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DeFORD BAILEY: A LEGEND LOST Photos of DeFord Bailey Courtesy of, L-R: Dennis Wile; Les Leverett; David Morton
 
TIMELINE
BIOGRAPHY
MUSIC

TIMELINE
EARLY YEARS | OPRY YEARS | POST-OPRY YEARS Train

EARLY YEARS
December 14, 1899 DeFord was born outside of Bellwood, Tennessee.
1901 DeFord's natural mother, Mary, died from an unknown illness.
  DeFord's aunt, Barbara Lou (his natural father's sister) took care of DeFord and eventually became his foster mother.
1902 DeFord contracted infantile paralysis (polio).
  DeFord's foster mother married and started her own family, never leaving DeFord behind.
1908 Lewis Bailey, DeFord's paternal grandfather, died.
1909 DeFord's foster family moved to Davidson County, Newsom's Station.
1915 DeFord's family moves to Williamson County.
1917 DeFord's family moved to Thompson Station and DeFord became a houseboy for the Watsons, a white family.
June 30, 1918 DeFord's natural father, John Henry Bailey, died.
September 1918 DeFord's family moved to Nashville.

The Watsons contracted the flu and DeFord stayed in Thompson's Station to nurse them back to heath.

DeFord then joined his family at J.C. Bradford's home in Nashville.
1923 Barbara Lou Odum, DeFord's foster mother, died.
1923 - 1925 DeFord worked odd jobs at the Bijou theater and was an elevator operator at the Hitchcock building.
1925 DeFord was hired to play the harmonica at a formal dinner, celebrating the National Life and Accident Insurance Company's new building.
  DeFord played the harmonica regularly on WDAD, a local radio station owned by a radio supply store called Dad's.

OPRY YEARS
1925 Fellow WDAD musician, Dr. Humphrey Bate, insisted that DeFord join him on the new WSM Saturday night "Barn Dance" show. DeFord went on the air without an audition.
December 1927 After DeFord Bailey played his "Pan American Blues," WSM Announcer Judge Hay got the idea to change the name of the show from the "Barn Dance" to the "Grand Ole Opry."
1928 DeFord settled into a weekly routine with the Opry, appearing twice as often as any other performer.
November 1928 DeFord left the Opry to play at the Knoxville station, WNOX.
1928 DeFord's foster father, Clark Odum, died in Detroit.
February 23, 1929 DeFord returned to Nashville and the Opry.
1929 DeFord married Ida Lee Jones.
1930's DeFord opened a barbeque stand, shoeshine stand, and rented rooms in his house to supplement his Opry salary.
January 3, 1932 DeFord and Ida Lee had their first of three children, DeFord Junior.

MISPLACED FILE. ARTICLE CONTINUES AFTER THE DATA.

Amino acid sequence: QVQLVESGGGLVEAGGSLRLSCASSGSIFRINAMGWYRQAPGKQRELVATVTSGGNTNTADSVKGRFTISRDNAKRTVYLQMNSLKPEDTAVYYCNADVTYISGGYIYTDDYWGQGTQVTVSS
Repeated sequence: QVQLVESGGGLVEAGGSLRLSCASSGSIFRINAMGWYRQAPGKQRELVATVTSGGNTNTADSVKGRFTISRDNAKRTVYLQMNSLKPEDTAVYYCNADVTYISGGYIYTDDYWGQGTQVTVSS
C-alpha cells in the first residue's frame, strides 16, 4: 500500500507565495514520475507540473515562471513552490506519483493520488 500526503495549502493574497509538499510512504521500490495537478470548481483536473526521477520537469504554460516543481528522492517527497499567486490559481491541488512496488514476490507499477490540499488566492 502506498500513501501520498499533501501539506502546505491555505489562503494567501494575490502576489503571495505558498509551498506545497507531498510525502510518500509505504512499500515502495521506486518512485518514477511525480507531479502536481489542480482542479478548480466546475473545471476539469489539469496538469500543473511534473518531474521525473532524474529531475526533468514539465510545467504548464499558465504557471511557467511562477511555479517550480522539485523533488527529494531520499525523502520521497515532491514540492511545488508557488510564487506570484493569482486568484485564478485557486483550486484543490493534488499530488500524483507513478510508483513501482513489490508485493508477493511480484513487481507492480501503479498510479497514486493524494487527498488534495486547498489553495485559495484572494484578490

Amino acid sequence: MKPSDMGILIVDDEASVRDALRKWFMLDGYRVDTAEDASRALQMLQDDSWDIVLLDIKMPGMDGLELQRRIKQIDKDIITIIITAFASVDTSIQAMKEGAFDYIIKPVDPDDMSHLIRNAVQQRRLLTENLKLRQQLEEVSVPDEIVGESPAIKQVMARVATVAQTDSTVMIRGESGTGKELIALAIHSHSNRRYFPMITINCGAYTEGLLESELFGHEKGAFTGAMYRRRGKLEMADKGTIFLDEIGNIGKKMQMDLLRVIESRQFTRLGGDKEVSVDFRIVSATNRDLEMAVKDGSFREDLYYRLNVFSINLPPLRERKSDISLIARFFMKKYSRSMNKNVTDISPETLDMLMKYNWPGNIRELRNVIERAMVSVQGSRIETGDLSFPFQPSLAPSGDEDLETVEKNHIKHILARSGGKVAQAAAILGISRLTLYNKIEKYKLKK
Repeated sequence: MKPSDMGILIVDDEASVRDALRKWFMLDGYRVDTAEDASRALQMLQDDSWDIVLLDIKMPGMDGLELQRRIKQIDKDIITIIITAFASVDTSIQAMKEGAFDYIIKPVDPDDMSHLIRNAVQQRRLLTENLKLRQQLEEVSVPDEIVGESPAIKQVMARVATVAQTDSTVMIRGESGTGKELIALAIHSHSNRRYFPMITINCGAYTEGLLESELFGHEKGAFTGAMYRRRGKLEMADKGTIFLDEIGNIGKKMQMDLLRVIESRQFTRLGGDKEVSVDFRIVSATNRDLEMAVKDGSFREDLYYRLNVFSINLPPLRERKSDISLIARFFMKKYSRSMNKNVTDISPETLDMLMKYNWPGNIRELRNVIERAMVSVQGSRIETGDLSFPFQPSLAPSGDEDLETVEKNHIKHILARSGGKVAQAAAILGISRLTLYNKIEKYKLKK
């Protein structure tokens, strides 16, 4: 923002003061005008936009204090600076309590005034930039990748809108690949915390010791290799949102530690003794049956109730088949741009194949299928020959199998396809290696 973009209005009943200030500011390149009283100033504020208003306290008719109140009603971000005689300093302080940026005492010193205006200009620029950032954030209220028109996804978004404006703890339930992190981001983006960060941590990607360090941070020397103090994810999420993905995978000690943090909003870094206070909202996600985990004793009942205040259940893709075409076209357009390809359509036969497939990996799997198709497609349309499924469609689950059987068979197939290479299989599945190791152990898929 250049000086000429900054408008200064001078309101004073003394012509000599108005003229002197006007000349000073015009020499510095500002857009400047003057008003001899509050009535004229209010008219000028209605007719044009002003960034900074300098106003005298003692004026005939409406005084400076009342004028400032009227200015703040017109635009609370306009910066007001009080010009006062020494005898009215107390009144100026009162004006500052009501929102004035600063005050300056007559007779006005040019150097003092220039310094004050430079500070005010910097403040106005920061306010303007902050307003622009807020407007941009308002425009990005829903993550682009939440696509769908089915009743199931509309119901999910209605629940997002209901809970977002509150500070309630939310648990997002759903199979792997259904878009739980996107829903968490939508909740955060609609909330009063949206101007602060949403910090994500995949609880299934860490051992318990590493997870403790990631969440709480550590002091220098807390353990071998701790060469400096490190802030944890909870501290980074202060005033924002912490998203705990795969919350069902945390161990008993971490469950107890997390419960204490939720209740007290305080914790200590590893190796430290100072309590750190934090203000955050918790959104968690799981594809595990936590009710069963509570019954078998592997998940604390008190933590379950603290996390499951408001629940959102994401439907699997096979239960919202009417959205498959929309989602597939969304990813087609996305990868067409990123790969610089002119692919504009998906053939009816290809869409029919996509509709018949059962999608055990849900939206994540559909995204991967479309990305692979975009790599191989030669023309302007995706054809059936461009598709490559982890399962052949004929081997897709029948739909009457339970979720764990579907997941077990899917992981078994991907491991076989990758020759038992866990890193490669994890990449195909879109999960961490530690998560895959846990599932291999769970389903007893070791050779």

1933 DeFord began touring with other Opry performers.
October 15, 1934 DeFord and Ida Lee's first daughter, Dezoral Lee, was born.
December 29, 1936 Christine Lamb, DeFord and Ida Lee's youngest child, was born.
May 1941 DeFord was asked to stop performing on the Opry.

Post-Opry Years
1941 DeFord opened his first full time shoeshine parlor in the back room of his house on 13th Avenue South. Eventually, he moved his business to a shop on 12th Avenue and had nine chairs and as many employees.
1940s - 1960s DeFord made occasional guest appearances on the Opry, usually as a guest star on a regular's segment.
1963-1966 DeFord made guest appearances on "Night Train." His son DeFord Jr., was a regular performer on that show, which highlighted local R & B music.
1970's DeFord turned down many lucrative offers to perform professionally, including an invitation to play at the National Folk Festival and to appear in the Burt Reynolds film, "W.W. and the Dixie Dancekings."
February 23, 1974 DeFord appeared on the Opry in the new theater at Opryland amusement park
October 1974 - October 1976 Friend and biographer David Morton recorded DeFord in his apartment and later released a CD of these recordings.
December 14, 1974 DeFord appeared on the Opry, in honor of his 75th birthday.
1975 DeFord appeared on the Opry.
1982 DeFord appeared on the Opry for the last time.
July 2, 1982 DeFord Bailey died.
June 23, 1983 Dedication Service for DeFord Bailey at Greenwood Cemetery in Nashville, Tennessee. David Morton said:"The catalyst for all this was that I promised DeFord some time ago that I would make sure that he had a proper tombstone on his grave."
1991 David Morton's book about DeFord Bailey was published:David C. Morton with Charles K. Wolfe, DeFord Bailey: A Black Star in Early Country Music (Knoxville: The University of Tennessee Press, 1991)
1998 The Legendary DeFord Bailey CD was released.